Section 184.4 of the Criminal Code permits a peace officer to intercept certain private communications, without prior judicial authorization, if the officer believes on reasonable grounds that the interception is immediately necessary to prevent an unlawful act that would cause serious harm, provided judicial authorization could not be obtained with reasonable diligence. In principle, Parliament may craft such a narrow emergency wiretap authority for exigent circumstances. The more difficult question is whether the particular power enacted in s. 184.4 strikes a reasonable balance between an individual’s right to be free from unreasonable searches or seizures and society’s interest in preventing serious harm. To the extent that the power to intercept private communications without judicial authorization is available only in exigent circumstances to prevent serious harm, this section strikes an appropriate balance. However,s. 184.4 violates s. 8 of the Charter as it does not provide a mechanism for oversight, and more particularly, notice to persons whose private communications have been intercepted. This breach cannot be saved under s. 1 of the Charter.
The language of s. 184.4 is sufficiently flexible to provide for different urgent circumstances that may arise, and it is far from vague when properly construed. While it is the only wiretapping power that does not require either the consent of one of the parties to the communication or judicial pre‑authorization, a number of conditions and constraints are embedded in the language of s. 184.4 that ensure that the power to intercept private communications without judicial authorization is available only in exigent circumstances to prevent serious harm. Police officers may only use this authority if they believe “on reasonable grounds” that the “urgency of the situation” is such that an authorization could not, with “reasonable diligence”, “be obtained under any other provision of this Part”. Each of these requirements provides a legal restriction on the use of s. 184.4. The provision imports an objective standard — credibly based probability for each of the requirements. The conditions incorporate implicit and strict temporal limitations and the onus rests with the Crown to show, on balance, that the conditions have been met. As time goes by it may be more difficult to satisfy the requirement that an authorization could not have been obtained with reasonable diligence, the situation is urgent or it is immediately necessary to prevent serious harm.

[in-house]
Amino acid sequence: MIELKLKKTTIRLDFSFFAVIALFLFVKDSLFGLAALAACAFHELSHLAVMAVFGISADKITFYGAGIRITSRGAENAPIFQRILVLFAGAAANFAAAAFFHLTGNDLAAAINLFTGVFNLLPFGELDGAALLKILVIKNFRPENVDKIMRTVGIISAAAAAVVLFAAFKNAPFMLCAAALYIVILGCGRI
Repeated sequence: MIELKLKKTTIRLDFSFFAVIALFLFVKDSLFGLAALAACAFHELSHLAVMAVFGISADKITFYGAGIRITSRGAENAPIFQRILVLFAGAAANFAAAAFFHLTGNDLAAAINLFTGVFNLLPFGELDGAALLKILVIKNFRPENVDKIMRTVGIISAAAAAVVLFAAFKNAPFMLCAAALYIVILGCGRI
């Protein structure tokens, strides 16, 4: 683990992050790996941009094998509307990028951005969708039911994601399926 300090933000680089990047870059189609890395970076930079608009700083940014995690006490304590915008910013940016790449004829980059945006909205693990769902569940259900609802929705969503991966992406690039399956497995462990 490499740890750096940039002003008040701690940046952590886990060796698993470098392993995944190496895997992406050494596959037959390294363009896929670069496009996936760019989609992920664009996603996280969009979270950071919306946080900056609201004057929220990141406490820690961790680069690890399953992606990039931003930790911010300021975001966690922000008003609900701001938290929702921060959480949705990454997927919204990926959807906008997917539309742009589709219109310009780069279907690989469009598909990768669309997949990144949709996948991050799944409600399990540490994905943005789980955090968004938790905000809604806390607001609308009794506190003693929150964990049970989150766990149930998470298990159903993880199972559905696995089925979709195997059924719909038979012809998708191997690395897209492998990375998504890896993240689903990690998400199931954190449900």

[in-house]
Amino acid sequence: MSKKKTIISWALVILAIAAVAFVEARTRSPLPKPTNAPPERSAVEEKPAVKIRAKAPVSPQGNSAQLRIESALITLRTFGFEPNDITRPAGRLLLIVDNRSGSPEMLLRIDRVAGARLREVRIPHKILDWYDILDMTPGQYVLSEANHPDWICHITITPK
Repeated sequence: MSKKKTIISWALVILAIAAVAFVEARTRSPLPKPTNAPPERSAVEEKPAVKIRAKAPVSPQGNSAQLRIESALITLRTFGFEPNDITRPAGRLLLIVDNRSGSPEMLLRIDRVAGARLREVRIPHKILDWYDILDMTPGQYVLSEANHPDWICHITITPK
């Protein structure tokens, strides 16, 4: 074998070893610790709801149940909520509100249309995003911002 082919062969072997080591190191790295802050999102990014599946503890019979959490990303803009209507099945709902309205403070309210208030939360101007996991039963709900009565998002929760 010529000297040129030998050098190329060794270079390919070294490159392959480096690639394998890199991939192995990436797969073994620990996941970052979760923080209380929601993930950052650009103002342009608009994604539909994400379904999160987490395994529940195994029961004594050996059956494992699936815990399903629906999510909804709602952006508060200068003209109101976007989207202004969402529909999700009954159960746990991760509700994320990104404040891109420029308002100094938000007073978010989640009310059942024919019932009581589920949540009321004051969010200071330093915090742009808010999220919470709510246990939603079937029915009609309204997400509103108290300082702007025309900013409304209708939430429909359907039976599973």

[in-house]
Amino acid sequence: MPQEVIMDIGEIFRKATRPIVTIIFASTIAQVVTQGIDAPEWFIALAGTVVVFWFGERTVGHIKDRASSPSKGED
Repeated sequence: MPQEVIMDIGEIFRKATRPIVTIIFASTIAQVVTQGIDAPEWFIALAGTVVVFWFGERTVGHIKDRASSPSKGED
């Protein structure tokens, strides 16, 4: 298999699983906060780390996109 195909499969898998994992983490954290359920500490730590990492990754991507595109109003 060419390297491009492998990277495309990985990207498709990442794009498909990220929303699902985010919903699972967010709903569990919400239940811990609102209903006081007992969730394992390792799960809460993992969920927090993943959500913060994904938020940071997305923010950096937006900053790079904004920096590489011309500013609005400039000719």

The objective of preventing serious harm to persons or property in exigent circumstances is pressing and substantial and rationally connected to the power provided under s. 184.4. It is at the proportionality analysis of R. v. Oakes that the provision fails. The obligation to give notice to intercepted parties would not impact in any way the ability of the police to act in emergencies. It would, however, enhance the ability of targeted individuals to identify and challenge invasions to their privacy and seek meaningful remedies. Section 184.4 of the Code is constitutionally invalid legislation. This declaration of invalidity is suspended for 12 months to allow Parliament to redraft a constitutionally compliant provision.
See: R. v. Tse, 2012 SCC 16